August 15, 2011 1 Comment
4 Months ago almost to the day, I broke my leg. It was a long struggle recovering from the break, and rebuilding my strength enough to be able to walk again. However that wasn’t the biggest change that happened. It was also the last day at my former job, and a new beginning for myself joining Matador Network as their CTO. I had worked at the previous company for close to 7 years, written a large majority of their products, and was in a very secure management role. Unfortunately the position became routine and after 7 years I was feeling my life become a little stagnant.
During the past 4 months recovering from injury, two things became very clear to me. I had made the right decision in taking the new position, and that when I was healthy enough I needed to shake up my life and start living out some of my dreams.
Sitting here at the Vancouver Airport, I await my flight to Frankfurt, Germany. The freedom of my new job which allows me to work anywhere has enabled me to live out my dream of living in Berlin and to learn the language of my parents. It has also opened up the possibility for me to travel and explore while continuing to work a job I love for a company I believe in.
Sometimes in life you need to have things shaken up. My shake up came in the form of a broken leg, and the lose of mobility for close to 3 months. It gave me the perspective and push I needed to start living out my dreams and for that I am grateful.
July 29, 2011 5 Comments
A few weeks ago I travelled out to the Kootenays to visit my parents and spend some time in Fauquier. It was nice to get out of the city and make it back home for a visit. I hadn’t really taken many photos since breaking my leg, so it was a real treat to finally get out with my camera. Most of my shots are from the canoe paddling around the Arrow Lakes.
July 18, 2011 3 Comments
“That hockey is a dangerous sport…” is the response I keep on hearing when I tell people how I broke my leg. One look at the National Hockey League injury reports and you might just agree. Concussions, broken ankles, separated shoulders, blown knees. Even our beer league team has had a number of players injured this year.
This is the second injury I have ever had playing hockey. The first injury I got when I was young, maybe 11 or 12 years old. I was playing shinny with a few friends in the winter on the outdoor Fauquier hockey rink. I tried to slide down to block a play and ended up sliding into a friends skates. He fell backwards onto me, with his elbow landing on my mouth. This probably wouldn’t have caused too much of an injury for me if I hadn’t had braces. Unfortunately his elbow dislodged two of my braces and pushed them up into my gums. I remember being in the hospital and having the doctor straighten the braces with what looked like needle nose pliers. I kept thinking to myself, “Dad could have done that and saved us a drive up to Nakusp”.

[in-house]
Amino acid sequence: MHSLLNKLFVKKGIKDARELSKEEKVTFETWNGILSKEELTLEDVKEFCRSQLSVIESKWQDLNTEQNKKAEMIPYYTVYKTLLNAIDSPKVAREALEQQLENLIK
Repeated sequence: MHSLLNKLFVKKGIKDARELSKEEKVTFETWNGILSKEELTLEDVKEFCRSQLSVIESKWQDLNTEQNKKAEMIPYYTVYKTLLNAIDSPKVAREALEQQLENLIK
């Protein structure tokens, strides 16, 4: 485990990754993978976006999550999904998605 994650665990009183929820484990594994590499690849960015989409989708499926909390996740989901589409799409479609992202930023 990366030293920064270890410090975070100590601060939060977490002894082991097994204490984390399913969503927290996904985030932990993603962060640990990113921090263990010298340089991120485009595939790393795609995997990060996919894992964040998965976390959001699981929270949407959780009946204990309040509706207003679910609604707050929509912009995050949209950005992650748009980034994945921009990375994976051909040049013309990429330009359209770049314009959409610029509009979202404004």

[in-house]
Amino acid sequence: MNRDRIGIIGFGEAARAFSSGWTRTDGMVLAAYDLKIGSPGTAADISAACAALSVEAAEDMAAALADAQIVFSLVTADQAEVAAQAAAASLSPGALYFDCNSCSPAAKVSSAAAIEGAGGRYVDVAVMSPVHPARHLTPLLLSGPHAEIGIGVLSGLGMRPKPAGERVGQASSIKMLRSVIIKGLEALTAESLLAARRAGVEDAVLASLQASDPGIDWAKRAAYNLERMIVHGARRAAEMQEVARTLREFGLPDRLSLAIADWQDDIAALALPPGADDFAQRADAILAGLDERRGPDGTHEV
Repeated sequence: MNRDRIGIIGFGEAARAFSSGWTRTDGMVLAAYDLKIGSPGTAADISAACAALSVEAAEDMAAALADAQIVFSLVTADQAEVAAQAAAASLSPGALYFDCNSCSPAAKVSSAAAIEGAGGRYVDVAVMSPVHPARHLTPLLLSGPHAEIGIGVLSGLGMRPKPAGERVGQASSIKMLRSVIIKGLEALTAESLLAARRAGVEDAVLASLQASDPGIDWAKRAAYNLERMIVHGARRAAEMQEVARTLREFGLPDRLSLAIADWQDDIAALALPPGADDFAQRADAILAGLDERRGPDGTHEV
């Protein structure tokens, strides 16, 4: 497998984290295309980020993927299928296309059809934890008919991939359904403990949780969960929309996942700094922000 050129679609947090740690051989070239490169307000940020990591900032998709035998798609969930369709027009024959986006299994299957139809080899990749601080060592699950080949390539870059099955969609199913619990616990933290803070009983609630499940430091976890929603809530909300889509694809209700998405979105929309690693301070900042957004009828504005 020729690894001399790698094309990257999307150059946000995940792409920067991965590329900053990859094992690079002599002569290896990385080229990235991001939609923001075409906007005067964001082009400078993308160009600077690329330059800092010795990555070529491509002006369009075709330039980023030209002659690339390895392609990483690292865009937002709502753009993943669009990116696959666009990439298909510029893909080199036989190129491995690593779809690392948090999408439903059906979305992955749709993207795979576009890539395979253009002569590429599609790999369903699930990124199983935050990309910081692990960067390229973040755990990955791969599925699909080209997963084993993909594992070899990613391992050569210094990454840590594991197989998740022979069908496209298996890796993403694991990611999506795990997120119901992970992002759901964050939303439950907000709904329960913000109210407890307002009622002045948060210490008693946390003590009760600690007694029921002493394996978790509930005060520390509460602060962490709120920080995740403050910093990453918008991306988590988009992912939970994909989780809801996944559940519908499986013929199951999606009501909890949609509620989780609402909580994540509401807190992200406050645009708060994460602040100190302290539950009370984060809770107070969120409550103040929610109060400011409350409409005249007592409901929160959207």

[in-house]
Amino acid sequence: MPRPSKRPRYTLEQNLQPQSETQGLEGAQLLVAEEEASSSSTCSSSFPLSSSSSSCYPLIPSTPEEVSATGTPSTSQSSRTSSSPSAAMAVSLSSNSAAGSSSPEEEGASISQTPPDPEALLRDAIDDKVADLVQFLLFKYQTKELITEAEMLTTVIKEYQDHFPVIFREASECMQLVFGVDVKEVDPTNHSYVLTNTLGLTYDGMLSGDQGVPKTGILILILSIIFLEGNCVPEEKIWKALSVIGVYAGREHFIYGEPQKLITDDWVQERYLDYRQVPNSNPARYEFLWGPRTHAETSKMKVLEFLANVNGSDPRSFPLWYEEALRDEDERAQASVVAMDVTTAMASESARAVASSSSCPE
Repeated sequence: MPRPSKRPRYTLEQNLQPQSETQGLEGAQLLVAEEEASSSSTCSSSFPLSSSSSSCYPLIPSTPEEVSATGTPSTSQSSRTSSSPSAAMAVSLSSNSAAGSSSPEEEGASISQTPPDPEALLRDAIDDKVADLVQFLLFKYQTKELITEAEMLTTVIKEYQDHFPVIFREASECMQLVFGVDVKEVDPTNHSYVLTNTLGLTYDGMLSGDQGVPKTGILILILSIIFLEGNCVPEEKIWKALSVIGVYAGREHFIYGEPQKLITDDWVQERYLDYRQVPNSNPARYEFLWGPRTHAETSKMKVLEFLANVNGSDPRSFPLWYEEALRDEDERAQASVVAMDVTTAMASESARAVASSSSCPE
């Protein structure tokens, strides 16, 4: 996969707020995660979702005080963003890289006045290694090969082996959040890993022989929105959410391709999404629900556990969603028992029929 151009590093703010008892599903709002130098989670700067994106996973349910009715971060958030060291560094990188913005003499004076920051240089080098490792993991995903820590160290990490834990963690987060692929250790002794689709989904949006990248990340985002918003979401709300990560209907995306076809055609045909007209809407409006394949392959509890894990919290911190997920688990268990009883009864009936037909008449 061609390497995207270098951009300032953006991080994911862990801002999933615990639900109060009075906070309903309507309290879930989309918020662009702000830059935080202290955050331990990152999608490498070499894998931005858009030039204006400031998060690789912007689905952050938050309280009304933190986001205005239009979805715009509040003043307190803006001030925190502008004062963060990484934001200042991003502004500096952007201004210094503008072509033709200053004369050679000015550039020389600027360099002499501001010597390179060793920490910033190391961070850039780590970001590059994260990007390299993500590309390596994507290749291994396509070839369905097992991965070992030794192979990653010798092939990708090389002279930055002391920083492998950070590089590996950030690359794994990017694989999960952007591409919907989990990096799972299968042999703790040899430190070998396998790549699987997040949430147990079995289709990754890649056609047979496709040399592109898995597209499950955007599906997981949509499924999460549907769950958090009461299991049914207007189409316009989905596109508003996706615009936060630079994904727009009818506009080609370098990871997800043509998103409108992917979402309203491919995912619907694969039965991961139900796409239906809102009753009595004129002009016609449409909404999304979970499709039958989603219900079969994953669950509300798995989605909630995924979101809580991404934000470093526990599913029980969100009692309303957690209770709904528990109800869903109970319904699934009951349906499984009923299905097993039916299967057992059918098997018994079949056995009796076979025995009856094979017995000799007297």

I have played hockey for most of my life. Mostly recreational with friends, however over the past 5 years competitively (as in beer league competitive) in and around Vancouver. I have seen friends and teammates go down with numerous injuries. From separated shoulders, to pucks in the face. You do what you can to keep safe, but sometimes it is just bad luck.
I like to play a pretty aggressive game. Go hard in on the forecheck, and win the battles against the boards. Once the puck is free try and make some offence. This is how the story of how I broke my leg begins.
Our hockey team (The Master Bladers) were into the second round of the playoffs. We were one of the hottest teams leading up to the post season, and swept our first round opponent with 2 very commanding wins. We were playing some excellent hockey and feeling pretty good about ourselves before the first game of the next round.
Unfortunately the second round proved to be a lot more tough than the first. Our opponent got up to an early 1-0 lead. Then after a quick goal by each teams we found ourselves down 2-1. Despite the close score, we were being outplayed pretty badly. Mid way through the first half I jump out for another shift. I wanted to bring some energy and get playing my aggressive game. I brought my forecheck and started challenging for a puck along the boards against one of the opponents players. I had the player pinned up against the boards and was trying to work the puck loose. I could sense the opponent was starting to lose balance, so I tried to get a handle on the puck and get out of the boards. Then he fell.